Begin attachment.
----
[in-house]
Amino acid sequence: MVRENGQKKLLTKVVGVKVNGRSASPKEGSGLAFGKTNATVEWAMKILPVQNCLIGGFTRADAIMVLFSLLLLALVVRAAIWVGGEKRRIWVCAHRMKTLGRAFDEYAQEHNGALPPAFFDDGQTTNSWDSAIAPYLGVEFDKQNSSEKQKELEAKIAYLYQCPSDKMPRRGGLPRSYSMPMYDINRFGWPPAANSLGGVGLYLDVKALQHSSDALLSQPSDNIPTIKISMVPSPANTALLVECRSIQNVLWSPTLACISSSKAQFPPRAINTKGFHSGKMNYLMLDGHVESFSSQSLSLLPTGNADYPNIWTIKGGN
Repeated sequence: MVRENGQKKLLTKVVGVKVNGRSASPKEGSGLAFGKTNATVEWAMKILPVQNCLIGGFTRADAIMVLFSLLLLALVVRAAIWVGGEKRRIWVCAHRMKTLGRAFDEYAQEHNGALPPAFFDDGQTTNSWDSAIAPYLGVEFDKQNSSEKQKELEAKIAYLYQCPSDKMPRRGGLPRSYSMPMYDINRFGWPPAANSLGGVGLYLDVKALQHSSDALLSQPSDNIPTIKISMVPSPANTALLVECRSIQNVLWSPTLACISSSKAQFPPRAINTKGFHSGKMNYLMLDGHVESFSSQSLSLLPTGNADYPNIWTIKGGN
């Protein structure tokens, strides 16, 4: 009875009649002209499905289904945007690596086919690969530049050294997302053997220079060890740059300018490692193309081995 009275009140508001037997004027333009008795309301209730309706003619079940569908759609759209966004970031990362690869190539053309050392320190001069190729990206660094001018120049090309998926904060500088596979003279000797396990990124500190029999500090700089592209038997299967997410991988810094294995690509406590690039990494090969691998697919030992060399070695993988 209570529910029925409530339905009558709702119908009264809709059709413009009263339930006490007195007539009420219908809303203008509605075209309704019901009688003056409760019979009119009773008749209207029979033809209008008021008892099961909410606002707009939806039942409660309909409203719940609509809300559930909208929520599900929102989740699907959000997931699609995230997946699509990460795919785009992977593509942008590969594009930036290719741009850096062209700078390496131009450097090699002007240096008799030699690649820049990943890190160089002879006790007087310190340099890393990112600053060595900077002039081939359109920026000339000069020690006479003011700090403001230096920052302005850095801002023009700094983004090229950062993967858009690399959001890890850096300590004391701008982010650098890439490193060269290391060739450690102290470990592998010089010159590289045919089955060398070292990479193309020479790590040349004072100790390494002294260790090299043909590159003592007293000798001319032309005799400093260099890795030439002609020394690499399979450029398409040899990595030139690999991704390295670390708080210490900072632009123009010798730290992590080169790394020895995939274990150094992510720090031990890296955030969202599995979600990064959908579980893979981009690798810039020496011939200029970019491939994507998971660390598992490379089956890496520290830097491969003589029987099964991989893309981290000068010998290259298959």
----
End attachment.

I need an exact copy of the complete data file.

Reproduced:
[in-house]
Amino acid sequence: MVRENGQKKLLTKVVGVKVNGRSASPKEGSGLAFGKTNATVEWAMKILPVQNCLIGGFTRADAIMVLFSLLLLALVVRAAIWVGGEKRRIWVCAHRMKTLGRAFDEYAQEHNGALPPAFFDDGQTTNSWDSAIAPYLGVEFDKQNSSEKQKELEAKIAYLYQCPSDKMPRRGGLPRSYSMPMYDINRFGWPPAANSLGGVGLYLDVKALQHSSDALLSQPSDNIPTIKISMVPSPANTALLVECRSIQNVLWSPTLACISSSKAQFPPRAINTKGFHSGKMNYLMLDGHVESFSSQSLSLLPTGNADYPNIWTIKGGN
Repeated sequence: MVRENGQKKLLTKVVGVKVNGRSASPKEGSGLAFGKTNATVEWAMKILPVQNCLIGGFTRADAIMVLFSLLLLALVVRAAIWVGGEKRRIWVCAHRMKTLGRAFDEYAQEHNGALPPAFFDDGQTTNSWDSAIAPYLGVEFDKQNSSEKQKELEAKIAYLYQCPSDKMPRRGGLPRSYSMPMYDINRFGWPPAANSLGGVGLYLDVKALQHSSDALLSQPSDNIPTIKISMVPSPANTALLVECRSIQNVLWSPTLACISSSKAQFPPRAINTKGFHSGKMNYLMLDGHVESFSSQSLSLLPTGNADYPNIWTIKGGN
């Protein structure tokens, strides 16, 4: 009875009649002209499905289904945007690596086919690969530049050294997302053997220079060890740059300018490692193309081995 009275009140508001037997004027333009008795309301209730309706003619079940569908759609759209966004970031990362690869190539053309050392320190001069190729990206660094001018120049090309998926904060500088596979003279000797396990990124500190029999500090700089592209038997299967997410991988810094294995690509406590690039990494090969691998697919030992060399070695993988 209570529910029925409530339905009558709702119908009264809709059709413009009263339930006490007195007539009420219908809303203008509605075209309704019901009688003056409760019979009119009773008749209207029979033809209008008021008892099961909410606002707009939806039942409660309909409203719940609509809300559930909208929520599900929102989740699907959000997931699609995230997946699509990460795919785009992977593509942008590969594009930036290719741009850096062209700078390496131009450097090699002007240096008799030699690649820049990943890190160089002879006790007087310190340099890393990112600053060595900077002039081939359109920026000339000069020690006479003011700090403001230096920052302005850095801002023009700094983004090229950062993967858009690399959001890890850096300590004391701008982010650098890439490193060269290391060739450690102290470990592998010089010159590289045919089955060398070292990479193309020479790590040349004072100790390494002294260790090299043909590159003592007293000798001319032309005799400093260099890795030439002609020394690499399979450029398409040899990595030139690999991704390295670390708080210490900072632009123009010798730290992590080169790394020895995939274990150094992510720090031990890296955030969202599995979600990064959908579980893979981009690798810039020496011939200029970019491939994507998971660390598992490379089956890496520290830097491969003589029987099964991989893309981290000068010998290259298959």